Thinking About Getting a Second Mortgage? Read This First!
When one mortgage isn’t enough…
Actually, a second mortgage usually refers to the idea of taking out a second mortgage on the same home where your first mortgage is. A second mortgage is usually a way to get a lump of money all at once for something that you need. It’s also known as a ‘home equity loan’ because you are borrowing money against the equity you have built up in your home. With rates historically low in Canada for second mortgages, plenty of people are considering them as a source of lump money to fund other things such as paying down consumer debt or undertaking home renovations. If you are considering a second mortgage, this is the article to read.
Consider the Pitfalls First
Before you start shopping around for a second mortgage, you should consider the following pitfalls and make sure you can deal with them:
- Is refinancing out of the question? Refinancing your mortgage is generally better than getting a second mortgage. You might get a better rate and you still retain the equity in your home
- Are you ready to pay higher interest? Because you are taking out a loan against a major piece of collateral, lenders will charge a higher interest rate in order to make their money
- Can you pay the fees? Fees on second mortgages are usually pretty high and there is a lot of paperwork. Furthermore, you may need another appraisal and that means more money going out. It may not be worth it!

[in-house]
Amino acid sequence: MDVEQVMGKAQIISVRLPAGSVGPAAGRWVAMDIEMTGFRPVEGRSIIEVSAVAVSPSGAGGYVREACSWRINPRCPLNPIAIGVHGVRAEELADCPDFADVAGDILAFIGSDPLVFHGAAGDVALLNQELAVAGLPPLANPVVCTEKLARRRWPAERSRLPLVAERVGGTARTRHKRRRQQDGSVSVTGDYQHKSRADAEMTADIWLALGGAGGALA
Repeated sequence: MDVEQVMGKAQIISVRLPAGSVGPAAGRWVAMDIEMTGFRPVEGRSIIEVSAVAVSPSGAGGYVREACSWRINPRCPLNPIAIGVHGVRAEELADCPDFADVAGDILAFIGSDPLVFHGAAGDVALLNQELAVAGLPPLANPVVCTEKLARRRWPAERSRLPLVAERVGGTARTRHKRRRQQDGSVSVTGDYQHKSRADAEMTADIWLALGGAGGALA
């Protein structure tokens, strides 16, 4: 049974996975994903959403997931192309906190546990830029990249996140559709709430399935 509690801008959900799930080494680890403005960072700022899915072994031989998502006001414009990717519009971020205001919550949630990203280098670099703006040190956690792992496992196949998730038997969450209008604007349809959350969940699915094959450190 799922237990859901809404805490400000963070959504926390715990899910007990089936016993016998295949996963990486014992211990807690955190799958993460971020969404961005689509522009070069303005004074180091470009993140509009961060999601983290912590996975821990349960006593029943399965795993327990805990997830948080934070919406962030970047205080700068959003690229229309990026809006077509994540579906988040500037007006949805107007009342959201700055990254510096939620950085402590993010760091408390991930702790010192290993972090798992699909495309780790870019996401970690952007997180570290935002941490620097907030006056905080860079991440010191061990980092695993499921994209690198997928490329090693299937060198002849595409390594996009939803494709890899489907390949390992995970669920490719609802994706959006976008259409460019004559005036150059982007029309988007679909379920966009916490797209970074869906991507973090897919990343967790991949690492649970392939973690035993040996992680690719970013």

If these pitfalls can be overcome and they are worth dealing with in order to get the second mortgage, then carry on!
What Conditions Will Need to be Met?
What conditions does a second mortgage have in order for you to be eligible? Second mortgages are fairly stringent, simply because most lenders are a little twitchy about issuing a home equity loan against a home that still owes money. You will have to meet the following criteria if you’re going to get a second mortgage:
- Good credit history. Make sure your credit history is as squeaky clean as possible. You should have no debt repayment defaults, no bankruptcy and really, as little consumer debt as possible. A bad credit history will make lenders think that you are more likely to default than someone with a good credit history and thus you are more likely to be turned down.
- Steady income. Make sure you have steady income in the household so that you can pay off the loan on your home. You may have to show your income using a pay stub or an income tax return.
- You have to own a certain amount of equity already. If you’re working with a large lender, you will probably need to have more than 20% of your equity intact. Private lenders may give you a loan with less, but you’ll have to ask around. The more equity you have, the easier it will be to get the loan (and you can opt to get a larger loan if you like). Keep in mind that your equity is not going to be the amount of money you’ve paid into your home; instead, it’s based on the market value of the equity which could be higher or lower, depending on the value of your home overall.
Your Original Lender of a New One?
You can get a second mortgage through the original lender, or shop for a new lender. Make a careful decision because you could end up saving a great deal of money on your loan if you’re savvy.
A second mortgage or home equity loan isn’t the best way to get more money, but if you’ve exhausted other avenues, then it’s certainly a way to go. Just be sure you can pay off the loan or else you could severely damage your credit, not to mention the equity in your home. Be smart and careful and you can make your homework for you!
If you have additional questions about this topic or others, please contact us at Higgelke Mortgage Group.